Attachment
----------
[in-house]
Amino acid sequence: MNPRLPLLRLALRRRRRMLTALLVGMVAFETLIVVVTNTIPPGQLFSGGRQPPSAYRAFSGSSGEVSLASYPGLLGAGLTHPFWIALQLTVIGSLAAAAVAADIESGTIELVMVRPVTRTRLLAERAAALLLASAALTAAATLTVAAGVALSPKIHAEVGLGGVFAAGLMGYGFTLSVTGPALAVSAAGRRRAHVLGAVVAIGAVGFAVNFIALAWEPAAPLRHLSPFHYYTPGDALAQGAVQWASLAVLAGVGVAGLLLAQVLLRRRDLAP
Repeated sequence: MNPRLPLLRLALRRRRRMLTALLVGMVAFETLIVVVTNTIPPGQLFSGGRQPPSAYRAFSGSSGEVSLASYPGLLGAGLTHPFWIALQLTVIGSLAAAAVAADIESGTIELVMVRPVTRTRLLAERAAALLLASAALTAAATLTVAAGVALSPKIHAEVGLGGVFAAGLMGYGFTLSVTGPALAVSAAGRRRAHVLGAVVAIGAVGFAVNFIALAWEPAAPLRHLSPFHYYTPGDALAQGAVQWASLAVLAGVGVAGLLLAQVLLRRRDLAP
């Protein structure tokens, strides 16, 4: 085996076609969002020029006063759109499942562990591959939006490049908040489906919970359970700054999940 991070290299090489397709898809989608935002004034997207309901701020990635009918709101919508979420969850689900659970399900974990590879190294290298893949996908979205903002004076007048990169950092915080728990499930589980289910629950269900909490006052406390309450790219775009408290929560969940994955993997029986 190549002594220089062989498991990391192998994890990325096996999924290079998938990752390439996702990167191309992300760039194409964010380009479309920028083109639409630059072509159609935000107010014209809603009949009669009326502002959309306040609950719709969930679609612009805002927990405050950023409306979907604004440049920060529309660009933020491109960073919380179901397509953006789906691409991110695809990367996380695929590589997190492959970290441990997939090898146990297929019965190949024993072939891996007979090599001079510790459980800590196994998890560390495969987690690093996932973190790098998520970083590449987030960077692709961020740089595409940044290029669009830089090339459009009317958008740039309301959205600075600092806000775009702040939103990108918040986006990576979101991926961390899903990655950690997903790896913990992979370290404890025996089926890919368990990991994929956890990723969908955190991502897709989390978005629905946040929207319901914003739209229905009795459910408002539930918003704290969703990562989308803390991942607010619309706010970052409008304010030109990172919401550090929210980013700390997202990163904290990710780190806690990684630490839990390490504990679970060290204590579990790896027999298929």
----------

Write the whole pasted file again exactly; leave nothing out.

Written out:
[in-house]
Amino acid sequence: MNPRLPLLRLALRRRRRMLTALLVGMVAFETLIVVVTNTIPPGQLFSGGRQPPSAYRAFSGSSGEVSLASYPGLLGAGLTHPFWIALQLTVIGSLAAAAVAADIESGTIELVMVRPVTRTRLLAERAAALLLASAALTAAATLTVAAGVALSPKIHAEVGLGGVFAAGLMGYGFTLSVTGPALAVSAAGRRRAHVLGAVVAIGAVGFAVNFIALAWEPAAPLRHLSPFHYYTPGDALAQGAVQWASLAVLAGVGVAGLLLAQVLLRRRDLAP
Repeated sequence: MNPRLPLLRLALRRRRRMLTALLVGMVAFETLIVVVTNTIPPGQLFSGGRQPPSAYRAFSGSSGEVSLASYPGLLGAGLTHPFWIALQLTVIGSLAAAAVAADIESGTIELVMVRPVTRTRLLAERAAALLLASAALTAAATLTVAAGVALSPKIHAEVGLGGVFAAGLMGYGFTLSVTGPALAVSAAGRRRAHVLGAVVAIGAVGFAVNFIALAWEPAAPLRHLSPFHYYTPGDALAQGAVQWASLAVLAGVGVAGLLLAQVLLRRRDLAP
């Protein structure tokens, strides 16, 4: 085996076609969002020029006063759109499942562990591959939006490049908040489906919970359970700054999940 991070290299090489397709898809989608935002004034997207309901701020990635009918709101919508979420969850689900659970399900974990590879190294290298893949996908979205903002004076007048990169950092915080728990499930589980289910629950269900909490006052406390309450790219775009408290929560969940994955993997029986 190549002594220089062989498991990391192998994890990325096996999924290079998938990752390439996702990167191309992300760039194409964010380009479309920028083109639409630059072509159609935000107010014209809603009949009669009326502002959309306040609950719709969930679609612009805002927990405050950023409306979907604004440049920060529309660009933020491109960073919380179901397509953006789906691409991110695809990367996380695929590589997190492959970290441990997939090898146990297929019965190949024993072939891996007979090599001079510790459980800590196994998890560390495969987690690093996932973190790098998520970083590449987030960077692709961020740089595409940044290029669009830089090339459009009317958008740039309301959205600075600092806000775009702040939103990108918040986006990576979101991926961390899903990655950690997903790896913990992979370290404890025996089926890919368990990991994929956890990723969908955190991502897709989390978005629905946040929207319901914003739209229905009795459910408002539930918003704290969703990562989308803390991942607010619309706010970052409008304010030109990172919401550090929210980013700390997202990163904290990710780190806690990684630490839990390490504990679970060290204590579990790896027999298929």